A fair point about money? Hamilton’s bold claim about billionaires

Seven-time F1 world champion Lewis Hamilton wants more to be done to help those in the world who are in poverty, claiming that rich people “shouldn’t be allowed to have billions”.
Lewis Hamilton (GBR) Mercedes AMG F1. Formula 1 World Championship, Rd 5, Miami Grand Prix, Miami, Florida, USA, Practice
Lewis Hamilton (GBR) Mercedes AMG F1. Formula 1 World Championship, Rd 5…

Hamilton - whose net worth is a reported £300m, an increase of £40m on the previous year, has often been vocal on a variety of issues ranging from racism and discrimination, diversity and poverty.

The 38-year-old is also Britain’s richest active sportsman - an accolade he’s held since 2020, overtaking retired football star David Beckham.

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Despite Hamilton’s wealth, he launched Mission 44 - a charitable foundation which aims to empower young people from underrepresented groups.

He was also fifth on The Sunday Times Giving List, donating £20m to a variety of charities, including his own, to aid issues surrounding youth, education and employment.

Speaking to Jay Shetty on his On Purpose podcast, Hamilton was asked what laws he’d like to see changed in the world.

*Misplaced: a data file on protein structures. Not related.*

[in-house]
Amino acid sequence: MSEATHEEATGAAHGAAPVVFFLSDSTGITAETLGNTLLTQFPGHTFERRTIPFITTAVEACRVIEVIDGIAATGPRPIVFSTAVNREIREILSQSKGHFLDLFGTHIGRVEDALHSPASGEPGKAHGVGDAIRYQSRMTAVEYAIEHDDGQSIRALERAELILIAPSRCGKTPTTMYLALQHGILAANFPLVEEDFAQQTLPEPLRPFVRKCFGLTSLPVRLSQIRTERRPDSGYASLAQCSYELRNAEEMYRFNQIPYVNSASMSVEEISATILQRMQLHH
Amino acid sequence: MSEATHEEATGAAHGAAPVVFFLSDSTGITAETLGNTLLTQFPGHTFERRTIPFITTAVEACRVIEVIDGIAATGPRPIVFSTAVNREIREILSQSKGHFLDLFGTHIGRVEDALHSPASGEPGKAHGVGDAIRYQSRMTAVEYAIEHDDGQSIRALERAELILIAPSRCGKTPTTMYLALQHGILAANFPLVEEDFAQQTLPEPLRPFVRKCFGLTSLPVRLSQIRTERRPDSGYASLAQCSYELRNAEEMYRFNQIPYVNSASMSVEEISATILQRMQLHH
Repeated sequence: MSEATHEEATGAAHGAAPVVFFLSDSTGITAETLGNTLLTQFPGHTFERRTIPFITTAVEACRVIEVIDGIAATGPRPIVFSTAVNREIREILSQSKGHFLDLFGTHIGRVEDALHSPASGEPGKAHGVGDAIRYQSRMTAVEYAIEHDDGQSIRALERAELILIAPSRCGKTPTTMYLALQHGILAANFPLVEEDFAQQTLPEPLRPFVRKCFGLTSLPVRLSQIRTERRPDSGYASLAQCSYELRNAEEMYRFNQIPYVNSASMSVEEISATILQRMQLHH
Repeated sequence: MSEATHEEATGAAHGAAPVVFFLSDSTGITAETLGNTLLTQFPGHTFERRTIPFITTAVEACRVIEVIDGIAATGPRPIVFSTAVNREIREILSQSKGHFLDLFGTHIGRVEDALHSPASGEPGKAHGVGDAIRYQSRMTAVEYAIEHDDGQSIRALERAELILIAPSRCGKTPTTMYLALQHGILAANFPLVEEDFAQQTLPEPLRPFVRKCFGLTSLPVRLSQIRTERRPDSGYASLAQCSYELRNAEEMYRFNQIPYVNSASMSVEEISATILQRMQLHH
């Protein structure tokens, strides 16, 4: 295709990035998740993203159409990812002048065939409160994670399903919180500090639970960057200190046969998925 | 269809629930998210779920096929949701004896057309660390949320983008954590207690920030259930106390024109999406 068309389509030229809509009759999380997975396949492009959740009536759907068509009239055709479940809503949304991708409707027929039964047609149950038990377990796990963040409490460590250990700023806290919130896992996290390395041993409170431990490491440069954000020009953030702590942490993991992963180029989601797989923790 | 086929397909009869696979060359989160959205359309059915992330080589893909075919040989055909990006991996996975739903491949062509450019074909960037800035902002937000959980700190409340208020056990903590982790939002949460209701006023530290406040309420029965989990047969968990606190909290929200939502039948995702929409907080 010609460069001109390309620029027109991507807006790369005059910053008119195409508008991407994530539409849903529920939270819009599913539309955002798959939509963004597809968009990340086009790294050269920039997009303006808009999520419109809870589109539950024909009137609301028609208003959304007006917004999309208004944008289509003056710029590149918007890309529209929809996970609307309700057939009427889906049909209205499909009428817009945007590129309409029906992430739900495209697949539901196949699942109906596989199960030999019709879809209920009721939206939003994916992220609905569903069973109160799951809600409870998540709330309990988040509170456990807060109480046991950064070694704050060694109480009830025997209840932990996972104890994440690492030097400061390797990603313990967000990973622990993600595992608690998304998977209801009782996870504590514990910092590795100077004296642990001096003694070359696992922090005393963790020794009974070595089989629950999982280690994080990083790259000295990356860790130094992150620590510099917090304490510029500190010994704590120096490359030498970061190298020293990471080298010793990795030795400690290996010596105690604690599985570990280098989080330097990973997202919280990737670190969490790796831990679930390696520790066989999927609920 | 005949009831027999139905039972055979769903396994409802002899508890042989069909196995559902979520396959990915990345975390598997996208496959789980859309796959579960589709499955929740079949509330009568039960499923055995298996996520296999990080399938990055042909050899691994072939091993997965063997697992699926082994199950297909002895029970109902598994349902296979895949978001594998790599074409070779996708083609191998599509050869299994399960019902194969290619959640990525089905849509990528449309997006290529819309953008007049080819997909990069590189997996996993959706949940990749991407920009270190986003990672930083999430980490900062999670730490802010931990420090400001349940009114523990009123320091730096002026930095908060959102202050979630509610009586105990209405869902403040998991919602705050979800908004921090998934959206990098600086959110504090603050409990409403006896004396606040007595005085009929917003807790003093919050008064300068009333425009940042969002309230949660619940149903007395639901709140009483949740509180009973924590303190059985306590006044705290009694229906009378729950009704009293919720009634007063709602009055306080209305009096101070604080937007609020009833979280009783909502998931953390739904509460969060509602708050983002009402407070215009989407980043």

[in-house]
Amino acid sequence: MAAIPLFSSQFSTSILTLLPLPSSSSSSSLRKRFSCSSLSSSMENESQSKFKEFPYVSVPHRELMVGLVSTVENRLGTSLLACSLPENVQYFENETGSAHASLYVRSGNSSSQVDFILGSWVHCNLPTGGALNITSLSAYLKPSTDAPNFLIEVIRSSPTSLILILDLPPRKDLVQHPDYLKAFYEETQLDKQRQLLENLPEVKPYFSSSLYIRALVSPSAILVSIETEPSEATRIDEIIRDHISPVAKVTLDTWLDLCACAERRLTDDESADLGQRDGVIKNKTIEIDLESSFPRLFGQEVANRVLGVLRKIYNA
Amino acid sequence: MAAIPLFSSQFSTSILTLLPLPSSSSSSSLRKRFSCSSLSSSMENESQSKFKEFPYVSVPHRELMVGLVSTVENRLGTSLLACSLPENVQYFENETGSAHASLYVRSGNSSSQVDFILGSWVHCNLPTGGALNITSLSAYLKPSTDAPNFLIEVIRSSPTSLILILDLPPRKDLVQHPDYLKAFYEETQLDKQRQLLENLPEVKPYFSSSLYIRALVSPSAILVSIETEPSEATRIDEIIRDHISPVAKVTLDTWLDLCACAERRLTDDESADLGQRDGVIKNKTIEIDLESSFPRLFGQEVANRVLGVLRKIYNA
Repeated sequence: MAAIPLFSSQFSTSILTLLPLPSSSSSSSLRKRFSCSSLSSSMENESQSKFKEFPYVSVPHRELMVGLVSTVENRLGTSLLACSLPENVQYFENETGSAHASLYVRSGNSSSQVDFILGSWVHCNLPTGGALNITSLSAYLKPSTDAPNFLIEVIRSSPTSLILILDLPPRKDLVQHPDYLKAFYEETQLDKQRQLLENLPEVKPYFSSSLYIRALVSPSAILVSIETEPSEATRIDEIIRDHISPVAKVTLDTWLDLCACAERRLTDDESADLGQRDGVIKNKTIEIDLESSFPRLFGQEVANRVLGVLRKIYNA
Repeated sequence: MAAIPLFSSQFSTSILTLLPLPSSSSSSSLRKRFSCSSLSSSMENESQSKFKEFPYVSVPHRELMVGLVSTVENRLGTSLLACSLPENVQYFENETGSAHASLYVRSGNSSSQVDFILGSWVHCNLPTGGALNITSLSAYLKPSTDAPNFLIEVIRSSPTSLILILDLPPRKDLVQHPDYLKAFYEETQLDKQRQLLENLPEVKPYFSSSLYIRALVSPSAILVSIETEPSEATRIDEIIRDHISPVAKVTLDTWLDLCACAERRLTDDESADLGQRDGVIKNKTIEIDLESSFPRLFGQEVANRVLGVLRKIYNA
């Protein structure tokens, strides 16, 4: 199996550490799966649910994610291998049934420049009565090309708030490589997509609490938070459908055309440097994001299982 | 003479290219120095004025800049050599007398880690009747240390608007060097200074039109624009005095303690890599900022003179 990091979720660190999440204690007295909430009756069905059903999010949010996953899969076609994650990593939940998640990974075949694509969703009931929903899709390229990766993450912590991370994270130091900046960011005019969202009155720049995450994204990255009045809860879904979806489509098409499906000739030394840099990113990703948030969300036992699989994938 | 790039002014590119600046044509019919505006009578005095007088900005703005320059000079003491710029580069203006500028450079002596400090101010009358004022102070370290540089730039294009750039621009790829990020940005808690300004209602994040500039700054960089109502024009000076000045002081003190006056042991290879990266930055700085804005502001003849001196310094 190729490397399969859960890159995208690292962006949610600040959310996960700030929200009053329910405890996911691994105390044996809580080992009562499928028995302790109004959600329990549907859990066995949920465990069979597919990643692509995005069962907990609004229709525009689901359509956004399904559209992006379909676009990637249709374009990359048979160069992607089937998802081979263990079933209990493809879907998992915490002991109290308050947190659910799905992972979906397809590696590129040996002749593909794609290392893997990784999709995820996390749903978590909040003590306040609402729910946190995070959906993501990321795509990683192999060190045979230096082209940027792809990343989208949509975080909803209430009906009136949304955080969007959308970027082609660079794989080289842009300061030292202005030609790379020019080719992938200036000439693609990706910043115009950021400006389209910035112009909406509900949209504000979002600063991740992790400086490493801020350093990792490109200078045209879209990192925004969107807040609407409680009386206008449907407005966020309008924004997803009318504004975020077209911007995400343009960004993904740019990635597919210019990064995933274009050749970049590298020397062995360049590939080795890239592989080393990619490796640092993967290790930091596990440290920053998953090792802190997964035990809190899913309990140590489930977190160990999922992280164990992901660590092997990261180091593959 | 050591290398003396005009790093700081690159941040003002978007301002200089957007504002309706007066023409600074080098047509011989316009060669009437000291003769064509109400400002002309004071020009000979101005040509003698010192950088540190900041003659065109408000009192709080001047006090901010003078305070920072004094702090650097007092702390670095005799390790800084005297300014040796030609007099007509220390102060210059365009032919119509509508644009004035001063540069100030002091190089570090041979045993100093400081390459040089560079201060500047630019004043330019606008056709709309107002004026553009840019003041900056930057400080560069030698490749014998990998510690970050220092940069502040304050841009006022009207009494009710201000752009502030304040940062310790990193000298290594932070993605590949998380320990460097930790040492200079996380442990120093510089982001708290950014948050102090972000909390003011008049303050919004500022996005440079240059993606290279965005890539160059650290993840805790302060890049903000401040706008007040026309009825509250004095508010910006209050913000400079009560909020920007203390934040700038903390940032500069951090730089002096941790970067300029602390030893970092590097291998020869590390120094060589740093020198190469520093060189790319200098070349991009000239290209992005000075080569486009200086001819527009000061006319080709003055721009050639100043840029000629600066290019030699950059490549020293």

“One of the things I struggle with every day is, and it’s just how life is and it’s been the way for thousands of years, is there is such a disparity between the wealthy and the poor,” he said. 

“When you drive around L.A., there’s still so many people living on the streets. 

“You shouldn’t be able to have billions. There should be a limit to how much you can have. Because there’s enough to go around to everyone. So somehow creating a law that creates more equality and equal access for everyone. I don’t know how you would implement that law.”

Lewis Hamilton (GBR) Mercedes AMG F1 celebrates his second position in parc ferme. Formula 1 World Championship, Rd 21,
Lewis Hamilton (GBR) Mercedes AMG F1 celebrates his second position in…

Hamilton also shared his experiences, meeting kids in poverty and how that affected him.

“I’ve met kids that are starving,” he said. “And you think how we are so, so lucky, so many of us. And knowing that and taking advantage of your every day is so, so important.

“There are so many causes. There’s so many problems out there and so many amazing causes. And there’s only one of you, so where do you put the focus?

“It took a long, long time to really find what that was for me. I think for me, education was something that I felt extremely passionate about because I’d been out to India, I’d been out into some of the really poorest places like Manila and seeing young kids who are like us but begging for food and not having the same opportunities. And for me, that was that broke my heart and I realised how privileged we are and how fortunate we are.

“I want to be working with people out there that are trying to create more. There’s over a hundred million kids that don’t have access to education, so how can I get involved in that? So align yourself with people that do.” 

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